Transforming Canadian Pacific Railway’s Internal Communications Strategy

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New podcast on the challenges of reaching diverse frontline teams, and how to work smarter (not harder) by measuring the impact of your internal comms.

Culture, Comms, and Cocktails is internal comms served straight up! I’m your host, Chuck Gose, senior strategic advisor at SocialChorus, and on this episode, we have Melissa Murray, director of internal communications and community relations at Canadian Pacific Railway, or CP as the locals call it. 

Melissa and I will talk about how they transitioned from a pilot program to a full launch of their workforce communications platform, the challenges of reaching and engaging diverse frontline employees that also span across generations, using authentic videos in your content, and how to work smarter (and not harder) by measuring the impact of your internal comms.

“The measurement that you can get out of the SocialChorus on the back-end is really, really user-friendly, so you can just click on that content card and everything you could possibly want to know about your ROI is right there in front of you. It’s also nice to be able to validate with other people outside of the communication realm why you would make a recommendation and why you wouldn’t, and then to have those proof points so to say, Hey, a four-and-a-half-minute video, traditionally, it just hasn’t been performing really well and here are the numbers. But if you did a 45-second video, it’s going to probably improve by X percent and we can show you those proof points.”

-Melissa Murray

We feature communications leaders every second and fourth Tuesday of the month. Don’t miss an episode of Culture, Comms, & Cocktails. Subscribe now wherever you listen to podcasts (Apple, Google Play, Stitcher, etc.)

Culture, Comms, & Cocktails Episode #15 Transcript

Melissa Murray: Thanks for choo, choo, choosing me to chat with today, Chuck.

Chuck Gose: Wow. Well done, Melissa. Grab a seat in the Culture, Comms, and Cocktails lounge, and let’s get started.

Melissa Murray: Thank you.

Chuck Gose: I’m completely off track.

All right, so as I learned, I got to be your advisor on this project, Melissa, and CP has been around for a long time, so talk about how long and how big, but also, what have been some of your communication challenges with employees there?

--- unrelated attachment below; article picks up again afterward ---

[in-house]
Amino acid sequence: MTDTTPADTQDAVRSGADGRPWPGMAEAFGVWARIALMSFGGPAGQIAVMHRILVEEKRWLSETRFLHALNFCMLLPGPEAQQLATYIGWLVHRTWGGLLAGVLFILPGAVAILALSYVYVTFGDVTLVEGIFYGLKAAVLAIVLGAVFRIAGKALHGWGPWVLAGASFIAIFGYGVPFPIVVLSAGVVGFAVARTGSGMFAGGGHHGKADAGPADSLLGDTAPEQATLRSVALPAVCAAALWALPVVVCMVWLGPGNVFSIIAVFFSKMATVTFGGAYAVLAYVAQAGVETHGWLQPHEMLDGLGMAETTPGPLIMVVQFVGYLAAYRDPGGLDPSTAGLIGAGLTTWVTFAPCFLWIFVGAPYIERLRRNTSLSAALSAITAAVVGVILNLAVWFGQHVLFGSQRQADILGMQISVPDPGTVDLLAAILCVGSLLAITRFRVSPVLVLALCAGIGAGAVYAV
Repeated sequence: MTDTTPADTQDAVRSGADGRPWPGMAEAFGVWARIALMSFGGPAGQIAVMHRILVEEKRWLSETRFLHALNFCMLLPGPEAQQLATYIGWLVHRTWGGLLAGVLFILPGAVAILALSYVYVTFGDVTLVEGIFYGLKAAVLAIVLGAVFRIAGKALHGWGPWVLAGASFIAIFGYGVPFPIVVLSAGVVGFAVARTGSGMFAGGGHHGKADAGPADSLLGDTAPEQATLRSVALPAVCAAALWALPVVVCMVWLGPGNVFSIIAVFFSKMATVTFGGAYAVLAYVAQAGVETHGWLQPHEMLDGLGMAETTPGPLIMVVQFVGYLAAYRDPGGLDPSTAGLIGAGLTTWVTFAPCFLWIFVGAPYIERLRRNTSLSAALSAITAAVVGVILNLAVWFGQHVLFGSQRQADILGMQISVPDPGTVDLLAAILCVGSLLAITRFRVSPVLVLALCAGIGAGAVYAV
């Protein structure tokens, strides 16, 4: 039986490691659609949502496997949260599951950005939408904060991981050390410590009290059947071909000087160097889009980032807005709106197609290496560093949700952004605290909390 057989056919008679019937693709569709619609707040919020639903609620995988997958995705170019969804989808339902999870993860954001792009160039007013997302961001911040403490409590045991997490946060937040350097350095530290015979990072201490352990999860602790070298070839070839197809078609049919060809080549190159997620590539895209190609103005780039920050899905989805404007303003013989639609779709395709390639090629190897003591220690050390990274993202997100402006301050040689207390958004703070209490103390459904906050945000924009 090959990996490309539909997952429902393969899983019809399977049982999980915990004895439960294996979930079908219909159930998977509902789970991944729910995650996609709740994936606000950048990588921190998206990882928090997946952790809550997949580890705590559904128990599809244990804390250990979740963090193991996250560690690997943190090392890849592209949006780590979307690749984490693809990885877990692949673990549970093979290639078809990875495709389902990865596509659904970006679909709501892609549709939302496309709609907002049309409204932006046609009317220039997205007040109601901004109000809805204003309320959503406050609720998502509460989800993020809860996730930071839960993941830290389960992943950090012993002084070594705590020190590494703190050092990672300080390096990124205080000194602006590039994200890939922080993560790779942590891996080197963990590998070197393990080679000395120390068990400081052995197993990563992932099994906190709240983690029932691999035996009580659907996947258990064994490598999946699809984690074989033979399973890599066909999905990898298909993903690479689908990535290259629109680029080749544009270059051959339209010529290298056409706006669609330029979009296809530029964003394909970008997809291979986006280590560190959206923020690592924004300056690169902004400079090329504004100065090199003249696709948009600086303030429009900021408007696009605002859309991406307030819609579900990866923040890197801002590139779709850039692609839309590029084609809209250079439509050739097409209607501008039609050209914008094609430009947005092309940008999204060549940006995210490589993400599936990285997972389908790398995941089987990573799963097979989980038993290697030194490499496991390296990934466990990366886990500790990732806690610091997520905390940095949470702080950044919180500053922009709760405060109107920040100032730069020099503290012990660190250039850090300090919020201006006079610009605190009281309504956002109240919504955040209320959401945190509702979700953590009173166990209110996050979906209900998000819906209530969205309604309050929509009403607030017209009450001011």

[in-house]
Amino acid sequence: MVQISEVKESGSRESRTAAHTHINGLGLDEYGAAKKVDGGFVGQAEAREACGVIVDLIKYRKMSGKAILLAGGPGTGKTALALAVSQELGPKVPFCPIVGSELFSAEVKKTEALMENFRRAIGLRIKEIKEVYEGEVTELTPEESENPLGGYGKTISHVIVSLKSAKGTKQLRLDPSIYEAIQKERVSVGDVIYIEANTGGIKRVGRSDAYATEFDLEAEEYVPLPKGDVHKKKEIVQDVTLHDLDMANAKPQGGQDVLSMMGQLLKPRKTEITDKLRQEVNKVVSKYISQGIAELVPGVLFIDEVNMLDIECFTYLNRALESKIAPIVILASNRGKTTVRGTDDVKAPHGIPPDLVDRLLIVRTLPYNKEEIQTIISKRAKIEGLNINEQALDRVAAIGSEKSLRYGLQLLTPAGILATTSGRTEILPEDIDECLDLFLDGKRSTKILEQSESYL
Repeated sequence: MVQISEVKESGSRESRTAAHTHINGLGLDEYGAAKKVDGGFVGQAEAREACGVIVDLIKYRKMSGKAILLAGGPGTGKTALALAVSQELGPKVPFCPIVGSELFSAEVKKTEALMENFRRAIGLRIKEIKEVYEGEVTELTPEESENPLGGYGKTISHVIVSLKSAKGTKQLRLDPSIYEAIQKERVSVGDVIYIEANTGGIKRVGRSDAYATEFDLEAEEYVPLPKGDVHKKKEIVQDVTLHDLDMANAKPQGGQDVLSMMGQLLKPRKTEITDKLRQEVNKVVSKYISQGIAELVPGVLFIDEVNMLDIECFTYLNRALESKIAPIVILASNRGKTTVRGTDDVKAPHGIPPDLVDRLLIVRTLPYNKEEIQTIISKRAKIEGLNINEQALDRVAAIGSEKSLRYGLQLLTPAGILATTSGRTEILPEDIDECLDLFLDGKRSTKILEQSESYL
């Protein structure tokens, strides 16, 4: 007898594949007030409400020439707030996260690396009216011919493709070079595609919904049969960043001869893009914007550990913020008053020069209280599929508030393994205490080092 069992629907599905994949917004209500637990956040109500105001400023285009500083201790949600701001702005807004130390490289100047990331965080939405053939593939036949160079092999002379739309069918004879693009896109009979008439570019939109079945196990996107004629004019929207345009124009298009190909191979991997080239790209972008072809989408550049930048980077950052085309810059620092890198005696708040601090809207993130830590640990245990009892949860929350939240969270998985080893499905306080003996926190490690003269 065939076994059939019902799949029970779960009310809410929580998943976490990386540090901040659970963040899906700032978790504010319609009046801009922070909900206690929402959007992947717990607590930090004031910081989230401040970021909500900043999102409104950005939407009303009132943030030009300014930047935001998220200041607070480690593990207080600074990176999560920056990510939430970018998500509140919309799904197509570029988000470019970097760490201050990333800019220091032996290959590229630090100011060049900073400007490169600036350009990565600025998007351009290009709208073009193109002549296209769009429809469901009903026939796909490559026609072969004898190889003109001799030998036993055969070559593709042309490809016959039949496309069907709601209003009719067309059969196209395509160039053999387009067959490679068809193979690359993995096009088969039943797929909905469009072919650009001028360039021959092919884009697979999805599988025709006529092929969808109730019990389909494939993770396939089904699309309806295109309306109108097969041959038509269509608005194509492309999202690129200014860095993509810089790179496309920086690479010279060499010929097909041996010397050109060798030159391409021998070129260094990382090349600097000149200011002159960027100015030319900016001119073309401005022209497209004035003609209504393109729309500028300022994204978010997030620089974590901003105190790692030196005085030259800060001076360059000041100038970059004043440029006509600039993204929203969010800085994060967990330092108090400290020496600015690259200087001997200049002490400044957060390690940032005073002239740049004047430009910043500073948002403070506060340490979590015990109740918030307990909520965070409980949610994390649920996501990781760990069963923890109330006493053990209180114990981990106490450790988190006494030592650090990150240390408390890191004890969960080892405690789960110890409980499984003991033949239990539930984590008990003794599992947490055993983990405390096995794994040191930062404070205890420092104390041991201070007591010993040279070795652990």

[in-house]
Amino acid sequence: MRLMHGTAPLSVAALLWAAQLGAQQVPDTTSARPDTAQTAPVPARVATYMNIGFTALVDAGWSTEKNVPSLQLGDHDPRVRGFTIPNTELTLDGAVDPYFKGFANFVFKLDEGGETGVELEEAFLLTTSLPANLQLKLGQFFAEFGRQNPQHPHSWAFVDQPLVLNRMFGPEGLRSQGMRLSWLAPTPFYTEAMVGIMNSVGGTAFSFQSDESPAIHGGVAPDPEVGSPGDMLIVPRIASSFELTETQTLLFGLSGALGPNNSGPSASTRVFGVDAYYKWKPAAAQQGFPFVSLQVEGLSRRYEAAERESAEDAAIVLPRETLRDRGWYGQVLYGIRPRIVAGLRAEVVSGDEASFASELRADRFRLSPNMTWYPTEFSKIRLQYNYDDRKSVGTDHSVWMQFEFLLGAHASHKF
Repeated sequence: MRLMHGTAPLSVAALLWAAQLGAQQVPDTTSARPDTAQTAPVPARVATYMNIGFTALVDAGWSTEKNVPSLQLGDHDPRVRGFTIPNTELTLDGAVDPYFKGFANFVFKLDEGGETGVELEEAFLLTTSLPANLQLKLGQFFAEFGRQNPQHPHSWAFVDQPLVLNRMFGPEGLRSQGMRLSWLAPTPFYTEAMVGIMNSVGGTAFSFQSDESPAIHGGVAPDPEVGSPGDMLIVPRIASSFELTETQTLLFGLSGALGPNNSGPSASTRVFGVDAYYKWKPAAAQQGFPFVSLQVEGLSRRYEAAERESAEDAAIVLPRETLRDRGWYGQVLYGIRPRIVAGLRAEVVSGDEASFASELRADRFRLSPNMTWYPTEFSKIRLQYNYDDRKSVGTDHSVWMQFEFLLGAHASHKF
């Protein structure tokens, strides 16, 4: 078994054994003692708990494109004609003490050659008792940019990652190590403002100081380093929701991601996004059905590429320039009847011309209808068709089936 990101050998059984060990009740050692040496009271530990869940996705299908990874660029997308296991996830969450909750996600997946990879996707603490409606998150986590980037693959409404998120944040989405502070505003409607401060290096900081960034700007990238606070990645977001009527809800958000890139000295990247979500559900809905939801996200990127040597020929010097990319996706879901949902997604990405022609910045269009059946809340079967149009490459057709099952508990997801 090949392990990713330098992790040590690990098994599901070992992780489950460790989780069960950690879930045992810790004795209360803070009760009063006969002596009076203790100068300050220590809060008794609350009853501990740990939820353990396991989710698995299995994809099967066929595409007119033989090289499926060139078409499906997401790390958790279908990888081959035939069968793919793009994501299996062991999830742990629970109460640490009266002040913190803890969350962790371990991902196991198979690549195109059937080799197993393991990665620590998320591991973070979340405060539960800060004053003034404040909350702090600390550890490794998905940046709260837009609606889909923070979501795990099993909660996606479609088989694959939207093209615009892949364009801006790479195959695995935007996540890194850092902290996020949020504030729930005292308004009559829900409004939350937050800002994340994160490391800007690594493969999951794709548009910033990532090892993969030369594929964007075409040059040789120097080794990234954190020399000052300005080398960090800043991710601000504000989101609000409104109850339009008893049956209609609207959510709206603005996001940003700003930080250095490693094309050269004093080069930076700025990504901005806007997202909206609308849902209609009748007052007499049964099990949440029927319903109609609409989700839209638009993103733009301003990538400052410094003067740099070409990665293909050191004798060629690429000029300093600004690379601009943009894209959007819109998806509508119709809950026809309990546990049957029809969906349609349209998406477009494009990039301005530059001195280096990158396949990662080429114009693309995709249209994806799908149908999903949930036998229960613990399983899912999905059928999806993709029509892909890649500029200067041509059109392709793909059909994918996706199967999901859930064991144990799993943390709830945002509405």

Melissa Murray: Yeah, so CP, Canadian Pacific Railway. It is an iconic Canadian company. Anyone in grade school in Canada will learn about Canadian Pacific Railway in school because it is credited with physically connecting the country from coast to coast. It’s one of the oldest Canadian companies. It was founded in 1881. For context, Canada only became a country in 1867, so CP is nearly as old as the country itself.

Today, we have a network of 12,500 miles, so CP is a Class 1 freight railway. Our network is in Canada and the US, and our employees work in big cities and small towns across the Canadian prairies, the US Midwest as well as port locations on the West and East Coast of North America, and the CP family, we refer to ourselves as the CP family, is around 13,000 people strong, predominantly male.

Melissa Murray: We’re quite evenly distributed across all age groups, so ranging from 18 years old all the way to 65 years plus, and of the 13,000 employees, about 80% or more work in train operations, so things like train conductors and engineers, track and equipment maintenance groups, signals and communications employees. It’s a really diverse group, and they are charged with running the trains, or fixing the trains, or laying tracks. All of the important things that you need to move freight.

Our biggest communication challenge is, of course, is that with the predominance of these employees being away from a desk, deskless employees, the touch points with them are limited, so when they come to work, they are there to do their job. They may log into a system and they might check the intranet, but they may not because a lot of their jobs are pretty safety-sensitive.

They can’t have a mobile device or any sort of electronic with them, so they’re not checking email every day, or in their 8 to 10-hour role, they’re not checking any sort of electronic, and they don’t have a corporate-issued device either, so they don’t have a laptop or a mobile phone from the company. There really are quite limited touch points with them, and traditionally, these touch points have all been fairly manual like posters, and bulletins, and things like that, so that is where our journey begins.